• I’m getting out tom-toms and making whooping noises! I just want to say that when Emma began learning to read and write I had this expectation that suddenly, literally overnight she would begin sharing her inner most thoughts, she would tell me “secrets” about what it was to be her. She has not done that, but slowly over the last year she is speaking much more. The other night I spoke to her about how important it is that if people say or do mean or hurtful things she must tell me. She turned toward me, looked right into my eyes and nodded her head. I KNOW she understood. I KNOW she heard me. I asked her a great many questions and she sat with me answering. Some of the questions I had to ask in different ways, but she was there with me the whole time. She was listening and answering in her own cryptic way, but there is no doubt in my mind, she was completely present communicating as best she could. I know this will continue as she grows older, I know it will never be as quick as I’d like, but she will continue to develop her communication skills and I will continue to try and open my mind to what she’s trying to tell me, whether verbally, physically or by her behavior.
      And yes, it’s good to talk about all of this because doing this while feeling separate and alone is the worst feeling in the world! So glad you wrote!

    • Angie, Emma (not my daughter another Emma who is nonverbal) gave me permission to quote an email she sent me. Emma is nonverbal. This is what she wrote – “me name is emma and i am like peyton. i am 20 and started to be me two years ago. i was inside and
      couldn”talk with my hand or type or mouth.

      nikki is me ovarian cancer teacher. i just wrote my blog sadly and overwrought how life is not easy like i once prayed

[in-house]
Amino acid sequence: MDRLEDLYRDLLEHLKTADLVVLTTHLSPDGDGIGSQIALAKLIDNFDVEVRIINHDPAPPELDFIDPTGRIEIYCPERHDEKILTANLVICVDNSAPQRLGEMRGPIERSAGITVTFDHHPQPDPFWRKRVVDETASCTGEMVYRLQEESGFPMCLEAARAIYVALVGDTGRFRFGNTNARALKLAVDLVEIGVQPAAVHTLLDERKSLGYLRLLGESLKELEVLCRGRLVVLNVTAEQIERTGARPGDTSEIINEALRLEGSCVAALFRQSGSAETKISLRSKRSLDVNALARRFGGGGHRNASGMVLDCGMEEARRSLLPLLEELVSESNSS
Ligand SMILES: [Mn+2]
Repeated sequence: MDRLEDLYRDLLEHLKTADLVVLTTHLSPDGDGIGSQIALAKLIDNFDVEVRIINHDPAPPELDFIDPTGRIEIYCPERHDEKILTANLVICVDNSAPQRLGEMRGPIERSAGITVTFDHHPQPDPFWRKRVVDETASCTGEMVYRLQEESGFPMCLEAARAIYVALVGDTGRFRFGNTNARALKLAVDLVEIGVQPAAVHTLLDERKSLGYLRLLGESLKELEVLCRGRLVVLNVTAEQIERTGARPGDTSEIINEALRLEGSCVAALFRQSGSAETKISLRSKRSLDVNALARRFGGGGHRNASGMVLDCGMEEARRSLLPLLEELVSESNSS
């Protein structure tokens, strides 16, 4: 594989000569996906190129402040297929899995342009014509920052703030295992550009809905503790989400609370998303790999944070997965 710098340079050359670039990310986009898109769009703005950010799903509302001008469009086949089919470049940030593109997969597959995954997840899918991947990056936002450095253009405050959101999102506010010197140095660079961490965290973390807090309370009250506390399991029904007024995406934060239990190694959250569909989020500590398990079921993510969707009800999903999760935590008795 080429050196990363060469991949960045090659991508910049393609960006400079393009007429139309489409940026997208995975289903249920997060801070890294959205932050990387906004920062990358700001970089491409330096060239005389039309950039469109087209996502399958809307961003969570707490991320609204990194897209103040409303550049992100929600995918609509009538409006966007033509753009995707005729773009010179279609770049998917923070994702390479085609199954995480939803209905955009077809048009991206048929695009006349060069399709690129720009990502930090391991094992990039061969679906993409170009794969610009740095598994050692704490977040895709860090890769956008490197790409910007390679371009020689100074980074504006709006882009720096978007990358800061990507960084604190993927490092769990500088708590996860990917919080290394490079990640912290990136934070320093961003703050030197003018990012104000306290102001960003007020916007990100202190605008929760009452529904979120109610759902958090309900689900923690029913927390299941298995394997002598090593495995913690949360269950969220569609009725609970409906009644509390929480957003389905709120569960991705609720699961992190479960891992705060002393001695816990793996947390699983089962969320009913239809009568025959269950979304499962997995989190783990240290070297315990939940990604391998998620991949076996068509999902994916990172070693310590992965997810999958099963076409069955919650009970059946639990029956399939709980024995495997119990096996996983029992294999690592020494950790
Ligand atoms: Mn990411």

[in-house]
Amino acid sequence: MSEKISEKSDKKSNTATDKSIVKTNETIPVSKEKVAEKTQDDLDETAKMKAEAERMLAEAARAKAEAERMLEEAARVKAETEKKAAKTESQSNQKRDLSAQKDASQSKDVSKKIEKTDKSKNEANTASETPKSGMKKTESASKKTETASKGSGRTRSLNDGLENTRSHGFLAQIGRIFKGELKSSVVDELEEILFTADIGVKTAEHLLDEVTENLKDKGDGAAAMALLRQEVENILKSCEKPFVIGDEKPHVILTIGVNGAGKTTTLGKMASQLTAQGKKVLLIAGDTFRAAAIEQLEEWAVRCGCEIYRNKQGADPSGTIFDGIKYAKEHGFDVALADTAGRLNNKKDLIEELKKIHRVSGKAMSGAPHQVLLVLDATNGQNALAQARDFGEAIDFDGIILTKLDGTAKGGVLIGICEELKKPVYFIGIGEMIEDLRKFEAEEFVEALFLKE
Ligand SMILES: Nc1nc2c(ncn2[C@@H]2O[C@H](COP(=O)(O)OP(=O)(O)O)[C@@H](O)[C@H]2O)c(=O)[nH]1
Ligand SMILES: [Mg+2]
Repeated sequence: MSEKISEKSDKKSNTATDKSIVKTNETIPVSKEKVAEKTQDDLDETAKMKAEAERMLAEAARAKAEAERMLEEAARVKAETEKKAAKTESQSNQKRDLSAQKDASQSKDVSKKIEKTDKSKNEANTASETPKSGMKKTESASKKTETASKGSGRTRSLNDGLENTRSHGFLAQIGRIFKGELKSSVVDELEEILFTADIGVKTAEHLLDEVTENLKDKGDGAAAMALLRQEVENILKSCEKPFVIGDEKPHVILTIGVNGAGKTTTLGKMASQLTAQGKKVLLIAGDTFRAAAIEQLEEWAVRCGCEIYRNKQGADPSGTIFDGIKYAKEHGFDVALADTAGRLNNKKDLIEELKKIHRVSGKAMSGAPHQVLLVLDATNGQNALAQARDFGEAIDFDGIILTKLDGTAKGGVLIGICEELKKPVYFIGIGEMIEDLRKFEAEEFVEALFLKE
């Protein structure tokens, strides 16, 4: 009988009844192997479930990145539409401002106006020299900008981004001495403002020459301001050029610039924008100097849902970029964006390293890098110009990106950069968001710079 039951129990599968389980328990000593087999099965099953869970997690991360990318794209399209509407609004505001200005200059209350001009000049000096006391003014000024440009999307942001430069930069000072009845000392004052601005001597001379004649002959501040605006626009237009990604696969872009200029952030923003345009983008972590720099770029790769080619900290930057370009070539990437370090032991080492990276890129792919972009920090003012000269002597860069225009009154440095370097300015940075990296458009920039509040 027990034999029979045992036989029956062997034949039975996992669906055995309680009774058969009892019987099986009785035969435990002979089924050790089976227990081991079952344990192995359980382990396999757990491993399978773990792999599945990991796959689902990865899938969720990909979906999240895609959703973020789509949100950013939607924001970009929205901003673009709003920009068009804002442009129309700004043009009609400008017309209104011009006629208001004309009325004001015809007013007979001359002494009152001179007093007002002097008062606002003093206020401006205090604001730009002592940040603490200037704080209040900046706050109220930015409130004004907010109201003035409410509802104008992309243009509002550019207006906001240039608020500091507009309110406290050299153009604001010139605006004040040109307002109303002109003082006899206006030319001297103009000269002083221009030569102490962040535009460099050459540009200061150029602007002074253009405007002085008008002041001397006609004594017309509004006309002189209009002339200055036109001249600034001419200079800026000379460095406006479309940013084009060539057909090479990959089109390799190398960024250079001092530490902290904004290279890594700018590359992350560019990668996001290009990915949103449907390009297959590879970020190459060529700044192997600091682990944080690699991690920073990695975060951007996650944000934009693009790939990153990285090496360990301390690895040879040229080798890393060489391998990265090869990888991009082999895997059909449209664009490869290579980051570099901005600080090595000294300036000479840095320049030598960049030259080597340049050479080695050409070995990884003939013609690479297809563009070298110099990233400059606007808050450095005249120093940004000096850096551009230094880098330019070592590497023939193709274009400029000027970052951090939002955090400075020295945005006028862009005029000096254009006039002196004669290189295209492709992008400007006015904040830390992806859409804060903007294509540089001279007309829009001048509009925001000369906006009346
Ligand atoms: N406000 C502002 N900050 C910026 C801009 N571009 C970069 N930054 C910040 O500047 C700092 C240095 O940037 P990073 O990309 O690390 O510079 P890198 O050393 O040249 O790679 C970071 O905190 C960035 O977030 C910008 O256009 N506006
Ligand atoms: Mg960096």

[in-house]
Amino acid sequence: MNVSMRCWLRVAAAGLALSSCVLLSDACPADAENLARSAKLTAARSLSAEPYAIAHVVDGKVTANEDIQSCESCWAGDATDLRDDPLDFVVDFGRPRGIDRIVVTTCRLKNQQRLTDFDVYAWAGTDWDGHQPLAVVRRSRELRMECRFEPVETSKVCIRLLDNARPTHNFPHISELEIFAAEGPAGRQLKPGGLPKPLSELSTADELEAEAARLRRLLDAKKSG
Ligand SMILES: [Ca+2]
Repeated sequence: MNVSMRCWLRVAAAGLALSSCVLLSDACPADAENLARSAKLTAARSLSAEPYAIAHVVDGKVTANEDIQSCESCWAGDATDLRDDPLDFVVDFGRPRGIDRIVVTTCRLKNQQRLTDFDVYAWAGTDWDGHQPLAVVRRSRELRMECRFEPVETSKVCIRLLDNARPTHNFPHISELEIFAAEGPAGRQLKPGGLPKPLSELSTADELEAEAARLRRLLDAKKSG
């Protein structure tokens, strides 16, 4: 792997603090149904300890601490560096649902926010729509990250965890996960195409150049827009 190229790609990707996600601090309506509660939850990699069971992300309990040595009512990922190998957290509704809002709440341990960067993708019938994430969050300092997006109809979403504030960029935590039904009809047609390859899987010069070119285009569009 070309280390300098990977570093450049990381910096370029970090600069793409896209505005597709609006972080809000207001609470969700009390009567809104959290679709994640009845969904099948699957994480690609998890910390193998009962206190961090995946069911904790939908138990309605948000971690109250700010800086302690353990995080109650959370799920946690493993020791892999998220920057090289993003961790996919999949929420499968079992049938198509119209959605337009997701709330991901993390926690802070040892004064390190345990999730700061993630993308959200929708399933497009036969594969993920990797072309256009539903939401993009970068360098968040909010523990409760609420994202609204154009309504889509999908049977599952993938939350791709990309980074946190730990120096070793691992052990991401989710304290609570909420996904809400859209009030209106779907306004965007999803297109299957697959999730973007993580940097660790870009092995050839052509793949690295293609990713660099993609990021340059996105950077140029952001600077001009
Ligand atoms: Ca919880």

would be please i will write tomorrow if you would like. i am pleased if our emails teach people how to measure words or personal stories infront of
      people they think cant communicate.. .
      This is Emma’s blog that she started a little while ago. http://emmasmiraclemusic.blogspot.com/
      It, like she, is beautiful.

  13. I am still processing this wonderful post. I am so grateful to you for sharing your growth and experience. As I read through the comments, I felt, such relief and comfort. You have created a safe space with fine discourse.

    Thank you, Ariane.

  14. My 13 year old son is significantly affected by both autism and epilepsy; that’s how I describe his differences. I hate the terms severe, moderate, and most certainly Low Functioning! These are meaningless to us- they tell you nothing about his intelligence, his sweet temperament and his incredible empathy. But because he is non verbal and lacking in many functional skills like dressing or complete toileting independence others would call him low functioning. This angers us both. He is so much more and has so many strengths that would never be appreciated by those who have refused to even consider teaching him academics or even speaking to him at an age appropriate level because of the label.

    Ok… I guess you know how I feel about that – LOL! PS- love the book too and love the Goddard family!

    • Hi Cherri Cary! I often think about how NTs would feel if everyone went around “labeling” them. “Oh he’s high functioning because he’s making a six figure salary, works 80 hours a week, but his kids and wife never see him.” Or she’s low functioning because she’s just a stay at home mom” or “she’s low functioning because she has a high powered career and her kids rarely see her” or whatever it is. Can you imagine? I know I wouldn’t like that very much and it too would be meaningless. It’s all subjective. So glad you wrote!